When former local attorney Timothy Moses withdrew from practice in the federal courts of the Southern District of Georgia in August 2015 because he stole more than $77,000 from his former law firm, Hull, Towill, Norman, Barrett & Salley, the news stunned most of Augusta.
After all, Moses had made the “Best Lawyers in America” list for several years in a row, managed former Augusta Mayor Deke Copenhaver’s two campaigns, been active in several community organizations and served on the Richmond County Board of Elections.
All of a sudden, he was being accused of stealing from the Hull Barrett law firm, where he had worked from 1994 until he resigned in 2011.
Less than a year later, the South Carolina Supreme Court disbarred Moses because of the “severity” of his misconduct.
In the South Carolina Supreme Court’s April 20, 2016, opinion, the details of Moses’ actions were laid out in great detail.
Apparently, after Moses abruptly resigned from the Hull Barrett law firm in 2011, the attorneys in the practice became suspicious after a client contacted the firm and claimed to have received a bill for $500 from Moses asking for the client to pay him directly for legal services.
The client knew that the firm typically sent him a direct bill for the services and found Moses’ request to be odd.
In October of 2011, one of the partners in the firm confronted Moses about the billing abnormality.
At first, Moses feigned ignorance about the bill, but by the next day he admitted to the partner that he had sent the bill to the Hull Barrett law firm’s client.
Apparently, Moses told the partners that he was “embarrassed and horrified” by the fact that he may have accidentally deposited the check into his personal account.
In fact, Moses allegedly told the partners that it “caused [him] fits,” and kept him up at night after “discovering” that he had in fact deposited the check.
As a result, Moses agreed to repay the $500, plus interest to the firm.
But red flags were already raised.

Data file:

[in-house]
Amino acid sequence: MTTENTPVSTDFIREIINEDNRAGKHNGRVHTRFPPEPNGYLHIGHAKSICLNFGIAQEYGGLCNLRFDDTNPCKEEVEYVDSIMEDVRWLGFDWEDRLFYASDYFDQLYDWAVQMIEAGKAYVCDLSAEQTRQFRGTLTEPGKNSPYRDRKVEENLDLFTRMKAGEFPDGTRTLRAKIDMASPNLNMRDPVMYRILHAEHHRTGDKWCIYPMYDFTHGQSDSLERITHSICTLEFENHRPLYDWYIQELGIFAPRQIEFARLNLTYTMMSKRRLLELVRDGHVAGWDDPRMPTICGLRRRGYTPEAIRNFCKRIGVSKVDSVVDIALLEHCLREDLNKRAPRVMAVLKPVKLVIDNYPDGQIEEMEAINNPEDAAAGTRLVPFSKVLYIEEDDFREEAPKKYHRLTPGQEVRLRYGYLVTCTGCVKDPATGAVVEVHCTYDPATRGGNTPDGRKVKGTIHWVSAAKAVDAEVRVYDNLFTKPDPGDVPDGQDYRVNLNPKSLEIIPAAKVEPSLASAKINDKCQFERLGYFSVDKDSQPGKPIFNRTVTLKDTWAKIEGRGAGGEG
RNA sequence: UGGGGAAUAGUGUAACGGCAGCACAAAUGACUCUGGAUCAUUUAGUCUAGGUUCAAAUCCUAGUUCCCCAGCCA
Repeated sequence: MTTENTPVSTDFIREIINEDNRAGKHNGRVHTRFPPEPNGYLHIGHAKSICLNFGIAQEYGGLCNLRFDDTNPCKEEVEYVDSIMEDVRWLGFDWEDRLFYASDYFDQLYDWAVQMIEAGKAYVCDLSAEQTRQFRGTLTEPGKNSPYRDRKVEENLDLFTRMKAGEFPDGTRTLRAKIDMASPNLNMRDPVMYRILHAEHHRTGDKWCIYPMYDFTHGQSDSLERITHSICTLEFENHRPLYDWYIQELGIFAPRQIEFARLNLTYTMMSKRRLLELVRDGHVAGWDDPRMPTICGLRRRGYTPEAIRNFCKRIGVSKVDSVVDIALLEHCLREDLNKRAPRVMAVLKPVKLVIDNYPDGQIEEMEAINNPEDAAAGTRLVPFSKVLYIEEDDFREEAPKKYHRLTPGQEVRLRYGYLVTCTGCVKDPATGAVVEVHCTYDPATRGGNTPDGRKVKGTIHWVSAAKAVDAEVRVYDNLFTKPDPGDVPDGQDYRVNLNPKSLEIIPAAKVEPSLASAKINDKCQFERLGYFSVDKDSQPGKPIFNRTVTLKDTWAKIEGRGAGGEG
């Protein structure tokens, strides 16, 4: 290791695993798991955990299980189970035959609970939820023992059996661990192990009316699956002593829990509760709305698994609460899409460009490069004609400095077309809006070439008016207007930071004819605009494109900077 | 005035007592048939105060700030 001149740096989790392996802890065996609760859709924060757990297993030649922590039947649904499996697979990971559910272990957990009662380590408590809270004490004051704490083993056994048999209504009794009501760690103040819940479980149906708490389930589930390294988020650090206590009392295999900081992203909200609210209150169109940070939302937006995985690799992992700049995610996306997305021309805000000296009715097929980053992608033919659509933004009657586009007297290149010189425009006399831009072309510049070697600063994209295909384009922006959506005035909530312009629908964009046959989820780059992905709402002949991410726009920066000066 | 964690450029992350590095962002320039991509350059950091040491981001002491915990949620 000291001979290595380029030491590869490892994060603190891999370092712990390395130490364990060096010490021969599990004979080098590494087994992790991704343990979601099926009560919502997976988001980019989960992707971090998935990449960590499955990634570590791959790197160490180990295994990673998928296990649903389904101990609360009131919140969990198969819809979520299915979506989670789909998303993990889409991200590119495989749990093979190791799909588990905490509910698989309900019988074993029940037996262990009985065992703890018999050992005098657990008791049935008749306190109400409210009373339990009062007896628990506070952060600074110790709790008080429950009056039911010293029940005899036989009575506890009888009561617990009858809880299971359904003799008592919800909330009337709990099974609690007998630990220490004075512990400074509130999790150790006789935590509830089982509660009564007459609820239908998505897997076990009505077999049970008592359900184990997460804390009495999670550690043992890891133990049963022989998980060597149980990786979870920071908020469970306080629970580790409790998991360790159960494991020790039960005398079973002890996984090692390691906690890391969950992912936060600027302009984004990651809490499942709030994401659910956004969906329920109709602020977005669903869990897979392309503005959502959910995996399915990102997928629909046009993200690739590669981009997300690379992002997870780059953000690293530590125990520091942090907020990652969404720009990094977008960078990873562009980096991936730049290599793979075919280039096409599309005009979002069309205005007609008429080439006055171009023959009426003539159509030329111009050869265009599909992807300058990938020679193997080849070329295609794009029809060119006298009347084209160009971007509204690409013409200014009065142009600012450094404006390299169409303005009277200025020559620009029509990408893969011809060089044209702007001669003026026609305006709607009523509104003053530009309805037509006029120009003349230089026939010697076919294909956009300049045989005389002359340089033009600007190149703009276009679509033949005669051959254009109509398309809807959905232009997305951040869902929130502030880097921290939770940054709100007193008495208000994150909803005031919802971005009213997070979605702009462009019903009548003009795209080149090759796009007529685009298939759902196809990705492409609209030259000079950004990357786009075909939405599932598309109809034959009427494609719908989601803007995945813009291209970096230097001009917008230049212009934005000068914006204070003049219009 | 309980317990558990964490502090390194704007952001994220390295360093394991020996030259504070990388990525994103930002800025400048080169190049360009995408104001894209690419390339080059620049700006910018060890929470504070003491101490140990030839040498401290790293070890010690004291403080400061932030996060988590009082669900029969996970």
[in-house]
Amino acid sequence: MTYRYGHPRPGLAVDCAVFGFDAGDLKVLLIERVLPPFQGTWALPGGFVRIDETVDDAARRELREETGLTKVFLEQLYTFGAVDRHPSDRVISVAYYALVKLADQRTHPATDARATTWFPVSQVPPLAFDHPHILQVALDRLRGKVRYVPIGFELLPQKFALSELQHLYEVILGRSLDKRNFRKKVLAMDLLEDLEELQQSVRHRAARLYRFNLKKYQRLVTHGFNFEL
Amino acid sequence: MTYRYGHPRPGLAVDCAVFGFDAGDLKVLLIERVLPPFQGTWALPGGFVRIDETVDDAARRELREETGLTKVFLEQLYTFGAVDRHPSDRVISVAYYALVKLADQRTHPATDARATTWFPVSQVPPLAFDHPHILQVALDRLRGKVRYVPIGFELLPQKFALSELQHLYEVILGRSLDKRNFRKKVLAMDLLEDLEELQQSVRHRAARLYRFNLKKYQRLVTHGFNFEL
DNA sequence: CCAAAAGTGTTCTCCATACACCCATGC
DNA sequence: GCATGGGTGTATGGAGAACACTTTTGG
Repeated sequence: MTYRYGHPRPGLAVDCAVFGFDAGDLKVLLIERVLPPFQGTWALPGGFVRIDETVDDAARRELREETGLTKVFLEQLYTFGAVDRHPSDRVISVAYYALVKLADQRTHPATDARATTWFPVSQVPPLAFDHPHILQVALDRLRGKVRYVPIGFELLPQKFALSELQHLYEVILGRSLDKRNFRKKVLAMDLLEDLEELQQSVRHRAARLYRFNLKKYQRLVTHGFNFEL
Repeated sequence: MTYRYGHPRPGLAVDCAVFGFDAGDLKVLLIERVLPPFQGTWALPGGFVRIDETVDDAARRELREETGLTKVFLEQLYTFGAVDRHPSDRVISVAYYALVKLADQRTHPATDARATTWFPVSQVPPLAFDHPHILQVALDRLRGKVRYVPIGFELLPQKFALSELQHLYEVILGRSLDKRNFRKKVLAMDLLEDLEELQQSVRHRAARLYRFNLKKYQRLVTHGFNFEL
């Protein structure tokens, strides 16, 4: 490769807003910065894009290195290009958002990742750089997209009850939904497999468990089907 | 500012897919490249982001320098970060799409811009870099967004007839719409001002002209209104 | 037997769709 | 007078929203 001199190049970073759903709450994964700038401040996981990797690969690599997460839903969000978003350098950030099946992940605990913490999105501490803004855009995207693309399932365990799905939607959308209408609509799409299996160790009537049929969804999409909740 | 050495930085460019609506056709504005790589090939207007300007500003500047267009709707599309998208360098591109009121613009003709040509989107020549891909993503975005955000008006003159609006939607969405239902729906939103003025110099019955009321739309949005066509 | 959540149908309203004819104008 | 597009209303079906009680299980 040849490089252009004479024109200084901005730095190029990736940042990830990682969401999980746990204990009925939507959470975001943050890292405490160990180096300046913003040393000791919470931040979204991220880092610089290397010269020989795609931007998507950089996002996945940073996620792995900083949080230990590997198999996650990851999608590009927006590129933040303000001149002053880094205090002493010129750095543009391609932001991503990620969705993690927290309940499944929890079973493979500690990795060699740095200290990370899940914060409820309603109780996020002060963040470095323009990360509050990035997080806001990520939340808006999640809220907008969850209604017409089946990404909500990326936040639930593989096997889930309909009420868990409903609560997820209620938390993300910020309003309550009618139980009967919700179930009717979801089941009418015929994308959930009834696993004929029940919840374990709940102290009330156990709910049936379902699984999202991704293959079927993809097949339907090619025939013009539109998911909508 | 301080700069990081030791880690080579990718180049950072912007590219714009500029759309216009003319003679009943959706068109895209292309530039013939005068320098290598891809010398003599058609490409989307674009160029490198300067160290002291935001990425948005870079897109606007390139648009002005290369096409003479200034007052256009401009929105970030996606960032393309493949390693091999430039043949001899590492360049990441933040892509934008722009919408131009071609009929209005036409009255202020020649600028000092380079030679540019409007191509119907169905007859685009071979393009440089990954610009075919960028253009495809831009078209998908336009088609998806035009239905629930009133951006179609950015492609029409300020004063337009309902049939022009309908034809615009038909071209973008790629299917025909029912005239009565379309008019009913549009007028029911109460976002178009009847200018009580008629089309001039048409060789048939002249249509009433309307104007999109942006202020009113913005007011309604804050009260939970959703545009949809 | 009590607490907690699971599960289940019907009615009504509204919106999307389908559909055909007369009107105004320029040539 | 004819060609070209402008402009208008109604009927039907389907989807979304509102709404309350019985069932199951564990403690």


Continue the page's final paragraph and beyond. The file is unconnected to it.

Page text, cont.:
The firm’s executive committee was suspicious about the “error” and hired a computer forensics expert to examine Moses’ laptop to ascertain whether there were other instances of improper billing.
The forensic examination uncovered approximately $77,000 in improper invoices, dating from August 2009 through September 2011.
The computer expert also testified there had been two attempts to “scrub,” or completely erase, the computer’s hard drive.
The expert said those attempts were largely successful, as there was evidence of other invoices that could not be recovered.
After discovering the extent of Moses’ actions, the firm immediately filed complaints against him in both Georgia and South Carolina.
By March 2012, Moses hired an attorney after becoming aware that he was being investigated. As a result, he finally admitted to the theft and offered to repay the money he stole from the firm.
But the Office of Disciplinary Counsel filed formal charges against Moses in March 2013 relating to matters such as conduct involving dishonesty and demonstrating an unfitness to practice law.
Amazingly, during his hearing, Moses had some very prominent character witnesses in his defense, such as former Augusta Mayor Bob Young, local attorney John Bell and Dan Sisson, former chairman of Leadership Georgia and Leadership South Carolina.